Friday , December 15 2017
Home / Don Quijones
Don Quijones

Don Quijones



Articles by Don Quijones

Stressful Year Ahead for Spanish Banks

3 days ago

The “spillover effects.” 
By Don Quijones, Spain, UK, & Mexico, editor at WOLF STREET.
Just how much more stress Europe’s banking system can bear will be one of the big questions of 2018. This year was already a pretty stressful year, what with two major Italian banks being put out of their misery while, another, Monte dei Paschi di Siena, was brought back from the dead. In Spain, 300,000 shareholders and subordinate bondholders mourned the passing of the country’s sixth biggest bank, Banco Popular, which was acquired by Santander for the measly price of one euro.
Now, a whole new problem awaits. A report published by Spain’s second largest lender, BBVA, has warned about the potential impact on the sector’s profitability of new rules on provisions due to come into effect in early

Read More »

A New Stealth Attack in EU’s “War on Cash”

5 days ago

And the definition of “cash” widens.
By Don Quijones, Spain, UK, & Mexico, editor at WOLF STREET.
The EU’s Orwellian-dubbed Civil Liberties and Economic Affairs committee has approved tough new rules on cash that travelers might bring into or take out of the bloc. It’s also broadened the definition of cash to include precious stones and metals and prepaid credit cards.
For the moment the new definition does not include Bitcoin and other cryptocurrencies, for one simple reason: “customs authorities lack the resources to monitor them.”
Most importantly, the draft law will enable authorities to impound “cash” below the traditional €10,000 threshold, if criminal activity is suspected. The new rules would repeal the First Cash Control Regulation (CCR) from 2005, which requires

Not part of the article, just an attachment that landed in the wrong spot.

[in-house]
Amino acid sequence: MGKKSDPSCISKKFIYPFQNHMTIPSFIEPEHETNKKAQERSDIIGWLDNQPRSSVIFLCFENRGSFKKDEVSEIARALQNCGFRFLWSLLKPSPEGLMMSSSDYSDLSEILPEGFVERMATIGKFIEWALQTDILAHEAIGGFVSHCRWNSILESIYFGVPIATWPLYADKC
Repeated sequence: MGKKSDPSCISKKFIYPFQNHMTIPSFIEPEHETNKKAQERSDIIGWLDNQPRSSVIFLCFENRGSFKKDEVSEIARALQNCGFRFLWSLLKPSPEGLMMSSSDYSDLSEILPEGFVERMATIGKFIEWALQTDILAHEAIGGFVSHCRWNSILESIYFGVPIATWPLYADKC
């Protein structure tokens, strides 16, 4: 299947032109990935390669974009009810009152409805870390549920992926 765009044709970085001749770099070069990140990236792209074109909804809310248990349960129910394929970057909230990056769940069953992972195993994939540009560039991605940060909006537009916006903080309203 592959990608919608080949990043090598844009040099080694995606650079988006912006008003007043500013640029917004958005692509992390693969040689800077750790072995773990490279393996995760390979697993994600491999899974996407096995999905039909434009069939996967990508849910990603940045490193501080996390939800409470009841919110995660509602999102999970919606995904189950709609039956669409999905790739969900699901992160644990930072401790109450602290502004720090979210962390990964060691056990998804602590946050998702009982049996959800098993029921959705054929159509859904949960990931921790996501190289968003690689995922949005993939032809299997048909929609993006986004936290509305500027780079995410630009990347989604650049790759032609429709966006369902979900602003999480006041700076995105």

Read More »

The Euro Is Not Dead, Claims EU Survey

7 days ago

The mood has shifted.
By Don Quijones, Spain, UK, & Mexico, editor at WOLF STREET.
Europeans are finally learning to love the euro, it seems, at least according to the latest edition of the Eurobarometer, which is published twice yearly by the European Commission: 64% of the respondents, representing 16 out of 19 Eurozone economies, believe that having the euro is “a good thing for their country,” the highest proportion since 2002, and up from 56% in 2016. Only 26% of respondents thought it was a bad thing.
A further 74% of respondents said that the euro is a good thing for the EU as a whole, the highest proportion in the 2010-2017 series. This is somewhat ironic given that even the ECB conceded this week that the main idea behind the euro as a driving force for regional economic

Read More »

Catalonia’s Post-“Independence” Economic Hangover Sets In

9 days ago

Uncertainty, threats, and counter-threats.
By Don Quijones, Spain, UK, & Mexico, editor at WOLF STREET.
Catalonia’s recent declaration of independence may have been a largely symbolic act but the economic hangover it has left in its wake is very real. Last month the number of unemployed in the region rose by 7,391 — the highest rise in a month of November since 2009. During the same period the number of people registered with social security fell by 4,038 — the sharpest fall since November 2013.
The economic pain is already taking a psychological toll. According to a new poll published by Spain’s Center for Sociological Research (CIS for its Spanish acronym), the number of households that fear that their economic situation will worsen in the next six months surged from 14.2% in

Read More »

Inflation Surges as Economy Bogs Down in Mexico

15 days ago

Bank of Mexico caught in a vise.
By Don Quijones, Spain, UK, & Mexico, editor at WOLF STREET.